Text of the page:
“Unless the puck hasn’t moved side to side into the shooting zone,” he said, “then the shot’s most likely not going in the net; the number’s nearly meaningless.’’
Which led to another subject. Many employees who crunch numbers for NHL teams, he said, never watch the game. Instead, they work exclusively with the numbers, like diamond miners who never see the inside of a jewelry store.
“That’s not to say they’re wrong,” he said, “but I think it’s important to see the game played.”
My advanced mathematical term for that: amen. After all, it’s the people who play, not the numbers.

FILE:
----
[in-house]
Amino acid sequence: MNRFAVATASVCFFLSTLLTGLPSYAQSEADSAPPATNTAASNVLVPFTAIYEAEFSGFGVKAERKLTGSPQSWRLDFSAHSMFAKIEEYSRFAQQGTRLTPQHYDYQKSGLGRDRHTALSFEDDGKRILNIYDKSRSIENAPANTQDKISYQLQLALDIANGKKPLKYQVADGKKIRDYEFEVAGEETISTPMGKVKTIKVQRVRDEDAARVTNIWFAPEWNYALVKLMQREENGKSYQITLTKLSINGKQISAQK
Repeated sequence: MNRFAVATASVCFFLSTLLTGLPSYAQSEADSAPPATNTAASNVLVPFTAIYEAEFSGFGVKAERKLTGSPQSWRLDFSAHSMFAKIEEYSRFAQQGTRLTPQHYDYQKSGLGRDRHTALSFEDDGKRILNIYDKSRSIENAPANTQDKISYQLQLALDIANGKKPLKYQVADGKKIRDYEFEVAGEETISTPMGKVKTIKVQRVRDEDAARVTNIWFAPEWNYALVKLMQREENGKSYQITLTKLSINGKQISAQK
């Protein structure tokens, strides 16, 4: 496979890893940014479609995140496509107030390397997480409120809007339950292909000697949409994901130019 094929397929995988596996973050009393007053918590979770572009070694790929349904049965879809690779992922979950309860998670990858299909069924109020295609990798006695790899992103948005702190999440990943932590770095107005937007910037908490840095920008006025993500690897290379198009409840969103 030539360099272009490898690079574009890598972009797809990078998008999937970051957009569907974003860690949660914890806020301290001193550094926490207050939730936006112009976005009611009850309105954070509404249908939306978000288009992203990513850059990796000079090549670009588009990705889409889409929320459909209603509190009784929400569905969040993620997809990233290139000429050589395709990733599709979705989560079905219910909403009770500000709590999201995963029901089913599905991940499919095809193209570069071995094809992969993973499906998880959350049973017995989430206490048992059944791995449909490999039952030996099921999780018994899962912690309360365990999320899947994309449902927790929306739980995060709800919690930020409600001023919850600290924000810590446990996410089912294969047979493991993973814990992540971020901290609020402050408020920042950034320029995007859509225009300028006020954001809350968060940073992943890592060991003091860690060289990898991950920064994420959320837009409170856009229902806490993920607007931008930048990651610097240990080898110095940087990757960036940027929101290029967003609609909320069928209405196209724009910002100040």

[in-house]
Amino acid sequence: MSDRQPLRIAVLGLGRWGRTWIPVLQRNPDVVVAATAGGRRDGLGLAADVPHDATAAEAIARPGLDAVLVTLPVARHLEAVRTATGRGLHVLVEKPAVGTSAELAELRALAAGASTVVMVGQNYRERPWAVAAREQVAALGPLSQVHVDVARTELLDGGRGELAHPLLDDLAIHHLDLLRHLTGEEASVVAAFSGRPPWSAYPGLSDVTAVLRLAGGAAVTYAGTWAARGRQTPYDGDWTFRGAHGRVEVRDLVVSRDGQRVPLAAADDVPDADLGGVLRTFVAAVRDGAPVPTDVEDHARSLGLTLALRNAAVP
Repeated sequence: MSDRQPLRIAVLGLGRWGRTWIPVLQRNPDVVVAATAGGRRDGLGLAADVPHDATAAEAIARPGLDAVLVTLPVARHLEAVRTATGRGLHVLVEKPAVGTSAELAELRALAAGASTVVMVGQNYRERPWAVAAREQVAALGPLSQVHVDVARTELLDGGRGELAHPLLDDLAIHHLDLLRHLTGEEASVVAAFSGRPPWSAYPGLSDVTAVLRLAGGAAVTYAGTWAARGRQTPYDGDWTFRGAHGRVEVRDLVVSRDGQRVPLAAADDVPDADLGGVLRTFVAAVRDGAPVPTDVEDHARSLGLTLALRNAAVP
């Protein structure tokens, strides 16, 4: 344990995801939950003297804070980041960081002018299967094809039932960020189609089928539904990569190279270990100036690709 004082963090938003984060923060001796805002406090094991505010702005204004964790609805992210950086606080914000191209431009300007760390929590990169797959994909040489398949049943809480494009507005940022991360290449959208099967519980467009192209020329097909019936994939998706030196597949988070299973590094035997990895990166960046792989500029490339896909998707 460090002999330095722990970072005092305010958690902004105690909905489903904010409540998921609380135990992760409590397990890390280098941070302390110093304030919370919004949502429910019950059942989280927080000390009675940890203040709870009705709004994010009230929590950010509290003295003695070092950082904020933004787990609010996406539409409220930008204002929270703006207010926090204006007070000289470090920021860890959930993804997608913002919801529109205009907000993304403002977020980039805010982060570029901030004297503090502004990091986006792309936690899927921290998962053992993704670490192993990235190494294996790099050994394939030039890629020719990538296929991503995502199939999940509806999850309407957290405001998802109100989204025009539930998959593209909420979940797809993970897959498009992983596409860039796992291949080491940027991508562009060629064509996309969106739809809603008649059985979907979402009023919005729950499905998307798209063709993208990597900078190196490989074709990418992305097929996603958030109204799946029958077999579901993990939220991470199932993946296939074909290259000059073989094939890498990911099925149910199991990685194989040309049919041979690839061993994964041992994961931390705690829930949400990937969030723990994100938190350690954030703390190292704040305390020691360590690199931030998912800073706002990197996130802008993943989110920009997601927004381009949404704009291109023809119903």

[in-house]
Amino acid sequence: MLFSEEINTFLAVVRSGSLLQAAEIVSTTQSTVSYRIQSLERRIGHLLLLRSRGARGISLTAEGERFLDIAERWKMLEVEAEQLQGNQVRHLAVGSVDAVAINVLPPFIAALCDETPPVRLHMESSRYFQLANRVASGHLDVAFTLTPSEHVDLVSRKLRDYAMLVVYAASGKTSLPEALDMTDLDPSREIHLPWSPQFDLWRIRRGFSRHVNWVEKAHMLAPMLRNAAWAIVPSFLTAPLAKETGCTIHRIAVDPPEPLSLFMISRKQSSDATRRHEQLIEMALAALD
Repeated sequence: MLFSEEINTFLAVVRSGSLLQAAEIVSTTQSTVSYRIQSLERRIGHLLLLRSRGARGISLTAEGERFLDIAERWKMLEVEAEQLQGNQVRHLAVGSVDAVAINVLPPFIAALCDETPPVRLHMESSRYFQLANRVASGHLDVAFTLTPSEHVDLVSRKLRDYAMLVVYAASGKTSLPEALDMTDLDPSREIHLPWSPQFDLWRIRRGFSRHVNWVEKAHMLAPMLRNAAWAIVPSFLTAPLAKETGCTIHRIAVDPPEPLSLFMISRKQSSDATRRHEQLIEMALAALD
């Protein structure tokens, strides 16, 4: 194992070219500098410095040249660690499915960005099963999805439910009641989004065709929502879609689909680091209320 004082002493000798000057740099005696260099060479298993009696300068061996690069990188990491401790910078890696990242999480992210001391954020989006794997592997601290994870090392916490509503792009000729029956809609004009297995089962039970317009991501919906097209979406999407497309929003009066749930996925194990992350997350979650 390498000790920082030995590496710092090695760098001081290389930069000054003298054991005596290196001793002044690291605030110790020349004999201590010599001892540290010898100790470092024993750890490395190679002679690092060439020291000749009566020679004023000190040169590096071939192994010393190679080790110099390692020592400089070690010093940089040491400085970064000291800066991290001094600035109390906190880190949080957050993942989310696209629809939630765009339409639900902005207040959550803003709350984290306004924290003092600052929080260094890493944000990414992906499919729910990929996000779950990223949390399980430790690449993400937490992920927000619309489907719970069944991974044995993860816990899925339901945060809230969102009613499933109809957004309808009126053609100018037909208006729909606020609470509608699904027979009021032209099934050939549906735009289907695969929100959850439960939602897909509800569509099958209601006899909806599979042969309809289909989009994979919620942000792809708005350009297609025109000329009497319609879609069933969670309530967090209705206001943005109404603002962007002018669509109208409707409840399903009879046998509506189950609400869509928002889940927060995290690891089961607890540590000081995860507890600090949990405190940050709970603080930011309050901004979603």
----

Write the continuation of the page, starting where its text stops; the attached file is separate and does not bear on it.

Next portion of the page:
Overall, he estimated the 31 NHL teams have upward of 35 full-time staff members devoted to analytics, with scores more employed as part-timers. The Maple Leafs lead the way with a department of six number crunchers, headed by 31-year-old Kyle Dubas, who was hired three years ago by Leafs boss Brendan Shanahan. It was the Dubas hire that kicked off the game’s 200-by-85-foot analytics lovefest.
Here in the Hub of Hockey, Bruins coach Bruce Cassidy, 52, is a believer, as is general manager Don Sweeney, 51. They both grew up in the pre-analytics NHL, but both see it as a valuable tool, their numbers provided by Bates graduate Jeremy Rogalski, the club’s director of hockey analytics.
“I’m a numbers guy,” said Cassidy. “I think there’s some value in getting into certain areas of your game. If you can’t put your finger on something with the eye test, then . . . do the numbers tell a different story, or do they support your eye test?”